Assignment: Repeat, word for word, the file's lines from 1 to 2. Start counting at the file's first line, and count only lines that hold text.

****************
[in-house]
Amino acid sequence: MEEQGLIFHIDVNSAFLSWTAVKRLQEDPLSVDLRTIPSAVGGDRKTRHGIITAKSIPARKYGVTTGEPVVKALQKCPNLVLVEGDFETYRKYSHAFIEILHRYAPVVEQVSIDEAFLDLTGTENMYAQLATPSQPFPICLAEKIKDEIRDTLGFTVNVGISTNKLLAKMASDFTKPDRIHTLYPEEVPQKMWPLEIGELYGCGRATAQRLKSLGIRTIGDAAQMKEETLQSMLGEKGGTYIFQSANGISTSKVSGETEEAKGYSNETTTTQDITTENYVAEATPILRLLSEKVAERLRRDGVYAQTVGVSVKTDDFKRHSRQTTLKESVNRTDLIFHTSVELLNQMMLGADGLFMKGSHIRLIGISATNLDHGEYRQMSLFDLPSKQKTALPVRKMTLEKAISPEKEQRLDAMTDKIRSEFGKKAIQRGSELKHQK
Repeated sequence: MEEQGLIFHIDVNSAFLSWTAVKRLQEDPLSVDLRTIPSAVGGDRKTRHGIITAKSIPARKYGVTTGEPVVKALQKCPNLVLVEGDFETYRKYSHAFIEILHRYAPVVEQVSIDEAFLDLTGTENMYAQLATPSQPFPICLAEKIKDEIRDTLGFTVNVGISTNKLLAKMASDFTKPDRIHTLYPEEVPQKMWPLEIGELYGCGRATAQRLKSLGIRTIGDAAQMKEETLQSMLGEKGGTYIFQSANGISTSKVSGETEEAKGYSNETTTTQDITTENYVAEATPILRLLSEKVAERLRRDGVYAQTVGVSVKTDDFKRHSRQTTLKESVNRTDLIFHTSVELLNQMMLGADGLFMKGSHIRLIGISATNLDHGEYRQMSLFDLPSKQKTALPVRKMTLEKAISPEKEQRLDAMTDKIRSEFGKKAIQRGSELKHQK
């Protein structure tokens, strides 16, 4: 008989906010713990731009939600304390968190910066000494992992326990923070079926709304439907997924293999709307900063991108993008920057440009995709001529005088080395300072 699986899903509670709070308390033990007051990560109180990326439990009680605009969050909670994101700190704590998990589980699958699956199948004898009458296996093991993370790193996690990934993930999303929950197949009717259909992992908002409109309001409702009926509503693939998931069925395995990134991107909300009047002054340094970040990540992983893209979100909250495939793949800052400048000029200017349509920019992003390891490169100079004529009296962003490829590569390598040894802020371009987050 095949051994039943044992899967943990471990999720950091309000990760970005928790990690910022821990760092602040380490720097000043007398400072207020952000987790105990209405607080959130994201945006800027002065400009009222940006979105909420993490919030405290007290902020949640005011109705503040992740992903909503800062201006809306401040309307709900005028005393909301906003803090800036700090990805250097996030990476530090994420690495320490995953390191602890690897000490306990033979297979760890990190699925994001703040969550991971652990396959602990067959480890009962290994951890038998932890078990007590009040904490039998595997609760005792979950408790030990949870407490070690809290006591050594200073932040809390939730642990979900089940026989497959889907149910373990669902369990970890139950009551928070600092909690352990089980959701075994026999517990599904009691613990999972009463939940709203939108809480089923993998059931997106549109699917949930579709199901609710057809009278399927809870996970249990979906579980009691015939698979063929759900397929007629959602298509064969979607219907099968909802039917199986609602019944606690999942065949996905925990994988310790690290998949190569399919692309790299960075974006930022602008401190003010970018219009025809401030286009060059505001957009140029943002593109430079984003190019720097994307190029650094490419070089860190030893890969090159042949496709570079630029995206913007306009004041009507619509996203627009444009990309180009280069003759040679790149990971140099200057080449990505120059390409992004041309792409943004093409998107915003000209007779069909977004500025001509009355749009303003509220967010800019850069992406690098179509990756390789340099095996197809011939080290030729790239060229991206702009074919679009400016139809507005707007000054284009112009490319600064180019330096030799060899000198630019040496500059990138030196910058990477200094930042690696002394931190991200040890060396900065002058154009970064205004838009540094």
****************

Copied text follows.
[in-house]
Amino acid sequence: MEEQGLIFHIDVNSAFLSWTAVKRLQEDPLSVDLRTIPSAVGGDRKTRHGIITAKSIPARKYGVTTGEPVVKALQKCPNLVLVEGDFETYRKYSHAFIEILHRYAPVVEQVSIDEAFLDLTGTENMYAQLATPSQPFPICLAEKIKDEIRDTLGFTVNVGISTNKLLAKMASDFTKPDRIHTLYPEEVPQKMWPLEIGELYGCGRATAQRLKSLGIRTIGDAAQMKEETLQSMLGEKGGTYIFQSANGISTSKVSGETEEAKGYSNETTTTQDITTENYVAEATPILRLLSEKVAERLRRDGVYAQTVGVSVKTDDFKRHSRQTTLKESVNRTDLIFHTSVELLNQMMLGADGLFMKGSHIRLIGISATNLDHGEYRQMSLFDLPSKQKTALPVRKMTLEKAISPEKEQRLDAMTDKIRSEFGKKAIQRGSELKHQK